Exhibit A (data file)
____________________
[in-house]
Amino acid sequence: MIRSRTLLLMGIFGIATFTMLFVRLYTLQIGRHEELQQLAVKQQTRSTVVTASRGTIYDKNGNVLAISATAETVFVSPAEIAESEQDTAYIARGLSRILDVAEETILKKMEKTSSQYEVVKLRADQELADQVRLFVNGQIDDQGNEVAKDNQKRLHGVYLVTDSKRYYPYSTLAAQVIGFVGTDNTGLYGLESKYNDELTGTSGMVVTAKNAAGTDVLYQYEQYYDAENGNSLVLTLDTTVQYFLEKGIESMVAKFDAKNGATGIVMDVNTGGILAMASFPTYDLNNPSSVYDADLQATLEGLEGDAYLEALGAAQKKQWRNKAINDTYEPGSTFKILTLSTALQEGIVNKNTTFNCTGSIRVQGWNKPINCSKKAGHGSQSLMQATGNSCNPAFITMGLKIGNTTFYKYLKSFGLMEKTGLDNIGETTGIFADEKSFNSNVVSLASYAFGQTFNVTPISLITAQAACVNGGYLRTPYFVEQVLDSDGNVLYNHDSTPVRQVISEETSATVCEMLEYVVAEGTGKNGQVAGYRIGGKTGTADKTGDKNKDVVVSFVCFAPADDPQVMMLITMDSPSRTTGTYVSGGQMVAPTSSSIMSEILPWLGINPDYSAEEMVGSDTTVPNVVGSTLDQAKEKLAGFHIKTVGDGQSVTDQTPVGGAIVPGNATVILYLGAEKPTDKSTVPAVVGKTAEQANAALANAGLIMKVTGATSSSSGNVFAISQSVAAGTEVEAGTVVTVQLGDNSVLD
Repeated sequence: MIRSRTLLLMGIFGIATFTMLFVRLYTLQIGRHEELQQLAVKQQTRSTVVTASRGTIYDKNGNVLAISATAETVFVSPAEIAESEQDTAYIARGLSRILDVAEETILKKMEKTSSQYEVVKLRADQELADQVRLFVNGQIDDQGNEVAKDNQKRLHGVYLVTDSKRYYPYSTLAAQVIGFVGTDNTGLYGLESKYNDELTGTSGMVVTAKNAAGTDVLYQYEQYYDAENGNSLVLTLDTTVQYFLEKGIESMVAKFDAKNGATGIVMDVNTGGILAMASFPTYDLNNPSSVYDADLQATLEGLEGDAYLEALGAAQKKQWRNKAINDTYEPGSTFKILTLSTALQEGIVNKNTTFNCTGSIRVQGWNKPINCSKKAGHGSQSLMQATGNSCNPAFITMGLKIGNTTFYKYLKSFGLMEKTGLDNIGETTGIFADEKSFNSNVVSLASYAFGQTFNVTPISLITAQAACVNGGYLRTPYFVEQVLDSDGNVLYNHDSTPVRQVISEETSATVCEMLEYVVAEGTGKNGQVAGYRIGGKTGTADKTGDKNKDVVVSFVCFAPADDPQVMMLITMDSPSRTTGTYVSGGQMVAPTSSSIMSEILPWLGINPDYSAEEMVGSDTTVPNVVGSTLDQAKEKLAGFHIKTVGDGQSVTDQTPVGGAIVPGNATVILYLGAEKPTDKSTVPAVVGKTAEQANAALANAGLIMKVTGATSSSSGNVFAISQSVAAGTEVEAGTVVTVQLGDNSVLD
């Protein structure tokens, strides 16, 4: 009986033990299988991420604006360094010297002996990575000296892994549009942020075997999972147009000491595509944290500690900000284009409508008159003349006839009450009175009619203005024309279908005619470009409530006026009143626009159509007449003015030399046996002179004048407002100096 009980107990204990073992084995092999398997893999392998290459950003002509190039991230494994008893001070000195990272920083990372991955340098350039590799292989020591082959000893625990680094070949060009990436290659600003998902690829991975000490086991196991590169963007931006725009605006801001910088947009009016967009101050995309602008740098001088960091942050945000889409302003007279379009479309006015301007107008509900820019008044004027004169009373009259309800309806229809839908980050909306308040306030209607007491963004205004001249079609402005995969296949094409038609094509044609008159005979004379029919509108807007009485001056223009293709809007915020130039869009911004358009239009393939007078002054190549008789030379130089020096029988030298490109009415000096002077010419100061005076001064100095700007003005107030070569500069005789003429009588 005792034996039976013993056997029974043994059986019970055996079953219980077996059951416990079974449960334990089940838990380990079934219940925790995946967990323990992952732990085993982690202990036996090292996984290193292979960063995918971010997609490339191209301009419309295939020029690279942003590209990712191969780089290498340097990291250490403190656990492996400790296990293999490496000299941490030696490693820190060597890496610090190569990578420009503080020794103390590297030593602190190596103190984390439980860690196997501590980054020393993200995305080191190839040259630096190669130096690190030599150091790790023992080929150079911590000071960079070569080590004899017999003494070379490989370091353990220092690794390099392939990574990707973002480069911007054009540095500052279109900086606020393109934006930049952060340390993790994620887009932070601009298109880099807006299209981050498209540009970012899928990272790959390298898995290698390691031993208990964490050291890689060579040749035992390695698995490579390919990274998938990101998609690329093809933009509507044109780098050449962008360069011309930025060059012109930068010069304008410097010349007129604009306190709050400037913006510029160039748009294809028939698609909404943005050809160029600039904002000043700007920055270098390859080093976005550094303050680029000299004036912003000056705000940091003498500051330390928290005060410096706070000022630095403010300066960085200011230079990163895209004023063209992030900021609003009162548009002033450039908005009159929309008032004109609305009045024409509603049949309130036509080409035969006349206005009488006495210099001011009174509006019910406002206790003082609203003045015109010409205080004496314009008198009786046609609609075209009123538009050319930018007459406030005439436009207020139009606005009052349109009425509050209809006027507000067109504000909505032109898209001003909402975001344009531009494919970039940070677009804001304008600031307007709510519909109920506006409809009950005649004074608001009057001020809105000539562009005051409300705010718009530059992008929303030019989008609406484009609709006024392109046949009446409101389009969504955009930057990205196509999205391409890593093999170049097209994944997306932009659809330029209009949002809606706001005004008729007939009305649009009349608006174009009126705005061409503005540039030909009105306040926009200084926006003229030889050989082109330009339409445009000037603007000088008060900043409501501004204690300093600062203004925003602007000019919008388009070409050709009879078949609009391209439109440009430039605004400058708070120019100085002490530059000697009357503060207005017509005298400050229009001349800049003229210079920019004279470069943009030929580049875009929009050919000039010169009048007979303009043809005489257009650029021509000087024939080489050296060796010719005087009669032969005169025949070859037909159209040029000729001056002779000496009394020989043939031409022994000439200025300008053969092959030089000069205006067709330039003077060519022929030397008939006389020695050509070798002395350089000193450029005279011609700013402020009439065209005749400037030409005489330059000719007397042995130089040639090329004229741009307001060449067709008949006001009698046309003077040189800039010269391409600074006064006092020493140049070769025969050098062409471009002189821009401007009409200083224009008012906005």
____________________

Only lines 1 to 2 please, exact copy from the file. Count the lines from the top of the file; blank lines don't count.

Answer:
[in-house]
Amino acid sequence: MIRSRTLLLMGIFGIATFTMLFVRLYTLQIGRHEELQQLAVKQQTRSTVVTASRGTIYDKNGNVLAISATAETVFVSPAEIAESEQDTAYIARGLSRILDVAEETILKKMEKTSSQYEVVKLRADQELADQVRLFVNGQIDDQGNEVAKDNQKRLHGVYLVTDSKRYYPYSTLAAQVIGFVGTDNTGLYGLESKYNDELTGTSGMVVTAKNAAGTDVLYQYEQYYDAENGNSLVLTLDTTVQYFLEKGIESMVAKFDAKNGATGIVMDVNTGGILAMASFPTYDLNNPSSVYDADLQATLEGLEGDAYLEALGAAQKKQWRNKAINDTYEPGSTFKILTLSTALQEGIVNKNTTFNCTGSIRVQGWNKPINCSKKAGHGSQSLMQATGNSCNPAFITMGLKIGNTTFYKYLKSFGLMEKTGLDNIGETTGIFADEKSFNSNVVSLASYAFGQTFNVTPISLITAQAACVNGGYLRTPYFVEQVLDSDGNVLYNHDSTPVRQVISEETSATVCEMLEYVVAEGTGKNGQVAGYRIGGKTGTADKTGDKNKDVVVSFVCFAPADDPQVMMLITMDSPSRTTGTYVSGGQMVAPTSSSIMSEILPWLGINPDYSAEEMVGSDTTVPNVVGSTLDQAKEKLAGFHIKTVGDGQSVTDQTPVGGAIVPGNATVILYLGAEKPTDKSTVPAVVGKTAEQANAALANAGLIMKVTGATSSSSGNVFAISQSVAAGTEVEAGTVVTVQLGDNSVLD